For the next two years, water utilities are required to test for ten cyanotoxins.
By Brett Walton, Circle of Blue
Authorities in Salem, Oregon, lifted a drinking water advisory on July 3 that had been in place for children and the elderly since Memorial Day weekend, when algal toxins were discovered in the city’s water system.
How many other water systems are at risk from the toxin-producing scum that grows in rivers and lakes, particularly in the warmer months? Thanks to U.S. Environmental Protection Agency monitoring requirements, regulators will soon have more comprehensive data on how often such toxins show up in drinking water supplies and at what concentrations.
For the next two years water utilities are required to test for 10 cyanotoxins and their variants. The requirement stems from a Safe Drinking Water Act provision designed to help the EPA understand how frequently contaminants that are not regulated at the federal level appear in drinking water. The data are used when considering whether to set mandatory safeguards.
“It’s going to be helpful,” Alan Roberson told Circle of Blue. Roberson is the executive director of the Association of State Drinking Water Administrators, the organization that represents state water regulators.
Produced by cyanobacteria, nourished by excess nutrients, and amplified by warming temperatures, the toxic blooms are a growing health threat in drinking water, both for humans and pets. The toxins target the liver, nervous system, and skin, and can cause nausea, rashes, stomach pain, and in rare cases, death. The EPA established drinking water health guidelines in 2015 for two toxins — microcystin and cylindrospermopsin — but the guidelines are not enforceable.
To inform its regulatory decisions, the EPA periodically orders utilities to gather data on unregulated contaminants in their treated water. During this fourth assessment cycle, utilities must test for 30 such contaminants. In addition to cyanotoxins, the list includes the pesticide chlorpyrifos and metals like manganese and germanium.
The roughly 4,000 water systems that serve more than 10,000 people must participate in the testing. For smaller systems, the EPA randomly selected a group of 800 to monitor for cyanotoxins and another 800 to monitor for the other 20 contaminants.
Though testing of rivers and lakes to protect swimmers and boaters is common, few states require utilities to test drinking water for cyanotoxins.
Ohio is one of the leading states in addressing algal toxins, Roberson said. That leadership grew in large part from a shock: four years ago, the city of Toledo, which draws water from Lake Erie, made headlines for shutting down water service to some 400,000 people for several days due to detection of cyanotoxins. Blooms in recent years also fouled the Ohio River and dozens of lakes used as drinking water sources.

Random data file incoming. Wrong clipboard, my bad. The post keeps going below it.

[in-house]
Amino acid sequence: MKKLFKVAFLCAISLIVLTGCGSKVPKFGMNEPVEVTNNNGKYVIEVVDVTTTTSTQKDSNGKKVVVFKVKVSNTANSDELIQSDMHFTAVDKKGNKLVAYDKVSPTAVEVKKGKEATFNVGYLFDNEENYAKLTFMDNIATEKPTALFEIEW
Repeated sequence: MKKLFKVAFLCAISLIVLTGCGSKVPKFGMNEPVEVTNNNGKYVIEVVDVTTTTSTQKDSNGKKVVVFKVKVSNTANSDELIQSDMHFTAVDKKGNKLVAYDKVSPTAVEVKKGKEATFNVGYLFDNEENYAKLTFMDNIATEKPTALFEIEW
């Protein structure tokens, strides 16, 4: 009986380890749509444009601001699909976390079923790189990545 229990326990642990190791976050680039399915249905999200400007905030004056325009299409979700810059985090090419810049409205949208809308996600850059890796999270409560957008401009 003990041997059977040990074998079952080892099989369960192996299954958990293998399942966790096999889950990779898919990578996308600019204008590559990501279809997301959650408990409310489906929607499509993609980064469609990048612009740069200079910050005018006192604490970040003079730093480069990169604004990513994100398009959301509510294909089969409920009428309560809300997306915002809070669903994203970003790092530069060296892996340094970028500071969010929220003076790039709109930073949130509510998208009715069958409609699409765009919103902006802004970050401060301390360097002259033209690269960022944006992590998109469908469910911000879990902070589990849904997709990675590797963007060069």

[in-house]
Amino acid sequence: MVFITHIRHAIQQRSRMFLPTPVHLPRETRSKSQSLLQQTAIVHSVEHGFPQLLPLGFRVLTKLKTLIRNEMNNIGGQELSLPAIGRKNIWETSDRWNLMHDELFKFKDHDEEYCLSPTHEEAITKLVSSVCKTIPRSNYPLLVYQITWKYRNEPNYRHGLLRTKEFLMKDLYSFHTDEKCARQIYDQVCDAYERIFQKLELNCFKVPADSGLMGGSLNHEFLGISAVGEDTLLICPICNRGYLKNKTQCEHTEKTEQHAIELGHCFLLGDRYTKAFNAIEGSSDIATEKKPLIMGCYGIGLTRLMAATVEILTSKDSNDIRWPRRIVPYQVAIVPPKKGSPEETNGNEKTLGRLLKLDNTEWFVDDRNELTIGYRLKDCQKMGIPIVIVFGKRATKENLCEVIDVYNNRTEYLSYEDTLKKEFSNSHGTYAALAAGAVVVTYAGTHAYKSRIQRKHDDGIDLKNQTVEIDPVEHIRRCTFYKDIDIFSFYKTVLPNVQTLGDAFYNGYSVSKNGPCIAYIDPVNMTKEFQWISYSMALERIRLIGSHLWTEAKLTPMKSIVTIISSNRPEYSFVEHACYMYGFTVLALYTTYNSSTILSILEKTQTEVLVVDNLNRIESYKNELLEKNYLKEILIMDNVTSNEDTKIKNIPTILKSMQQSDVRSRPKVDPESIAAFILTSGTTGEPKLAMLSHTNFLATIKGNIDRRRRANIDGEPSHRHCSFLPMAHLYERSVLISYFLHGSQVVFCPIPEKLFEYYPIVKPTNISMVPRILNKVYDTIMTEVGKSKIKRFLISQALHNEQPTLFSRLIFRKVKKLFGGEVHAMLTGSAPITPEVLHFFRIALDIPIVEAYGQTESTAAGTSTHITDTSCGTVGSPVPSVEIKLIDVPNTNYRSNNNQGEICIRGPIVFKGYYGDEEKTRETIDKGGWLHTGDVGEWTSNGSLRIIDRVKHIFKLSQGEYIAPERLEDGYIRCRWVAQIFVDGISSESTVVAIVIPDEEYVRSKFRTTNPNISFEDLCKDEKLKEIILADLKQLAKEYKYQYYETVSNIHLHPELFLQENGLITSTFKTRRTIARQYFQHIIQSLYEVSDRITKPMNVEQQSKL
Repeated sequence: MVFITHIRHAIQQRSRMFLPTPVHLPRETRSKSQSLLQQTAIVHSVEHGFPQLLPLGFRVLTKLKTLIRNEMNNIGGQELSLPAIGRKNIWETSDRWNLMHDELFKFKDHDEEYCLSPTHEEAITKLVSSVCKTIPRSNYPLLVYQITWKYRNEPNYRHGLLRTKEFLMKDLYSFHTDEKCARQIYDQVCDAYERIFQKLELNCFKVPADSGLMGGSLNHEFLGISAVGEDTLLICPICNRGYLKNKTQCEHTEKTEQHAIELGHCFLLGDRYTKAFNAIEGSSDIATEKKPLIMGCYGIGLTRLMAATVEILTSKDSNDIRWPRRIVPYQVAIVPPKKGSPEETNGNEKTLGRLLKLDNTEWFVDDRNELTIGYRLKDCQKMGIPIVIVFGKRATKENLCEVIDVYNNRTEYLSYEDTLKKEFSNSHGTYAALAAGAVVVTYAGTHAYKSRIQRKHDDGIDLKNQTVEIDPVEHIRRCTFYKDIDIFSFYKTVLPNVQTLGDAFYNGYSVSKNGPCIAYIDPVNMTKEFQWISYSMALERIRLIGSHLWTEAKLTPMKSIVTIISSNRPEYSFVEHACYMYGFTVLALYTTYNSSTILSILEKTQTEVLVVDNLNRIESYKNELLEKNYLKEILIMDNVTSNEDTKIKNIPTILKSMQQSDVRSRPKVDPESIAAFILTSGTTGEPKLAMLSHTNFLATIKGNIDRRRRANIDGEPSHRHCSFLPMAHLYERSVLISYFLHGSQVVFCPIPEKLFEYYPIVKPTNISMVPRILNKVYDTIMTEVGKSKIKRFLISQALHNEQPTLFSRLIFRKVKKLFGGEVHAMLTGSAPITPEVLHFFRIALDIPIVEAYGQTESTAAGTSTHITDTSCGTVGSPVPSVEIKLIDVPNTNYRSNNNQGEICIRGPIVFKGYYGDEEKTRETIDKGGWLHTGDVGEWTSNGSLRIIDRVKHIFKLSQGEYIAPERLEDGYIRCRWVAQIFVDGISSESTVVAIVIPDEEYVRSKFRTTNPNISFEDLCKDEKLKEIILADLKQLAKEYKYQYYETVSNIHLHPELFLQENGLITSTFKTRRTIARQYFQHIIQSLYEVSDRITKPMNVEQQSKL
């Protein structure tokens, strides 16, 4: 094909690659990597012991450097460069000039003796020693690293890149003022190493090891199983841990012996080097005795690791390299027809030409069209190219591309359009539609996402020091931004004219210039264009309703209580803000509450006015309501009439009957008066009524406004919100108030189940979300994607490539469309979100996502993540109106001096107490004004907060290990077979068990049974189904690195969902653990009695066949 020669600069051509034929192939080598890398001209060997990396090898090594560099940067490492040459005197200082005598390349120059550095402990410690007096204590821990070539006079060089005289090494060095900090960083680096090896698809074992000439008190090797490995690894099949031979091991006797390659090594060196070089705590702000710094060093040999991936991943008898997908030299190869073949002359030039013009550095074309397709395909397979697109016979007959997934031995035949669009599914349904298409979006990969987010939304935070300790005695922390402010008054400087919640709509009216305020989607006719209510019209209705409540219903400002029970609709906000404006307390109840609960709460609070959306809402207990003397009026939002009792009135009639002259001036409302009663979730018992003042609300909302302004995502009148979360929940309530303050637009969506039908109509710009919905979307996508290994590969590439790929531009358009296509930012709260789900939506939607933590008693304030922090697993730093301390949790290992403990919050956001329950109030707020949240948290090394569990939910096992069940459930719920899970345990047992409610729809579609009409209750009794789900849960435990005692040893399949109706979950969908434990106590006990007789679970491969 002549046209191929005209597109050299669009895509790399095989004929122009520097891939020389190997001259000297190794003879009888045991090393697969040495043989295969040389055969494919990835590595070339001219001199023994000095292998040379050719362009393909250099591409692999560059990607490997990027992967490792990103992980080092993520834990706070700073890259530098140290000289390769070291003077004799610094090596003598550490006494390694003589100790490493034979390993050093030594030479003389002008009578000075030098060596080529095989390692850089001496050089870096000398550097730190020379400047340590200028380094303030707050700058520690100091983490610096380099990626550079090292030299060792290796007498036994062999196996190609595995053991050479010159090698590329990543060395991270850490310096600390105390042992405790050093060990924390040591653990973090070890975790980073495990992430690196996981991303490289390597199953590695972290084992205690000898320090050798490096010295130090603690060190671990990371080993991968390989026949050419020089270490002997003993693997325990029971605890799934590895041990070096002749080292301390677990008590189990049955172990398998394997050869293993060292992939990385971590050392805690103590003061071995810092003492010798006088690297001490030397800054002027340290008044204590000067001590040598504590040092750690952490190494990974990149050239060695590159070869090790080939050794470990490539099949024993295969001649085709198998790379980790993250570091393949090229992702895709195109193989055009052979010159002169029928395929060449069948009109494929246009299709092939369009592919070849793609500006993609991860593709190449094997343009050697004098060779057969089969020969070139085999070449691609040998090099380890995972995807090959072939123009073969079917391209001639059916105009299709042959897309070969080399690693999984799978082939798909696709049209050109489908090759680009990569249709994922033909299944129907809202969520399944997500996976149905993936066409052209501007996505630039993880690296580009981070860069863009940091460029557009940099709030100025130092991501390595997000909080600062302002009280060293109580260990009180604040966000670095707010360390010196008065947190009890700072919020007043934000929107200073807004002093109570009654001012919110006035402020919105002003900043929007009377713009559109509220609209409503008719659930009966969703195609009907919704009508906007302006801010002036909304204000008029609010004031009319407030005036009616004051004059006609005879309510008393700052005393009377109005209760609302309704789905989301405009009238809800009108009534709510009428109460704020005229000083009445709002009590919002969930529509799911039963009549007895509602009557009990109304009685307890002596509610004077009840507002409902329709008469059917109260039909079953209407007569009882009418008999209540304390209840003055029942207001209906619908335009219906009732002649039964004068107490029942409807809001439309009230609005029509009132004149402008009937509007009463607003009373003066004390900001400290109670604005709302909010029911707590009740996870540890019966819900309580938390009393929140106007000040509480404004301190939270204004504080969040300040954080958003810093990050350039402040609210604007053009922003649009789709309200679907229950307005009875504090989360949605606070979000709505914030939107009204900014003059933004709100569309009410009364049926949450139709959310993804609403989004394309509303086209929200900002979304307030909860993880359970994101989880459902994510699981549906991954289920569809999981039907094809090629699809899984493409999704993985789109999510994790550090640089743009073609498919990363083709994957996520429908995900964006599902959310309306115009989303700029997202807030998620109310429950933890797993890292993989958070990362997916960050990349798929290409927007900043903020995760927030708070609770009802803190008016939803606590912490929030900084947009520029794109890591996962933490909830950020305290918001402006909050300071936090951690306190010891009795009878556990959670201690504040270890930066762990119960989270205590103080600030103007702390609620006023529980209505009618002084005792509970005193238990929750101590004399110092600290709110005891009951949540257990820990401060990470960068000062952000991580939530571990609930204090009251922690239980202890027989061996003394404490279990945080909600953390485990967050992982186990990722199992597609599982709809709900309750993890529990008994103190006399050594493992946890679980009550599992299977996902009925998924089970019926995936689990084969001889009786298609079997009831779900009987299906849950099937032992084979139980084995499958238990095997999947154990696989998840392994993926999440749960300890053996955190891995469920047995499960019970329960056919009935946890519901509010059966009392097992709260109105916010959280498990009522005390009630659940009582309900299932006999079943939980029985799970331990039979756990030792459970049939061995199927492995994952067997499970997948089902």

In Ohio now all utilities that draw water from rivers and lakes have mandatory cyanotoxin monitoring requirements. They also have to demonstrate the ability to remove cyanotoxins from drinking water.
When it issued the monitoring rules in June 2016, the Ohio Environmental Protection Agency argued that it could not wait several years for its federal counterpart to gather data and write regulations — if federal regulators ever get to that point. The EPA determined in February 2011 that standards were needed for perchlorate, but the standards have not been finalized.
Though Ohio’s algae monitoring regulations are still quite new, they haven’t hurt. According to the Ohio EPA, since its rules went into effect no utility has issued a drinking water advisory for a harmful algal bloom.
“The rules provided regulators and system operators with greater awareness of the scale and scope of the problem,” James Lee, an agency spokesman, told Circle of Blue.
Oregon regulators, meanwhile, responded to the Salem incident by tightening their rules. The Oregon Health Authority issued testing requirements on July 1 for water systems that draw from sources that are vulnerable to algal blooms. The rules, which apply to 95 water systems, are a temporary, emergency patch until the authority goes through a public rulemaking process.
Brett writes about agriculture, energy, infrastructure, and the politics and economics of water in the United States. He also writes the Federal Water Tap, Circle of Blue’s weekly digest of U.S. government water news. He is the winner of two Society of Environmental Journalists reporting awards, one of the top honors in American environmental journalism: first place for explanatory reporting for a series on septic system pollution in the United States(2016) and third place for beat reporting in a small market (2014). He received the Sierra Club’s Distinguished Service Award in 2018. Brett lives in Seattle, where he hikes the mountains and bakes pies. Contact Brett Walton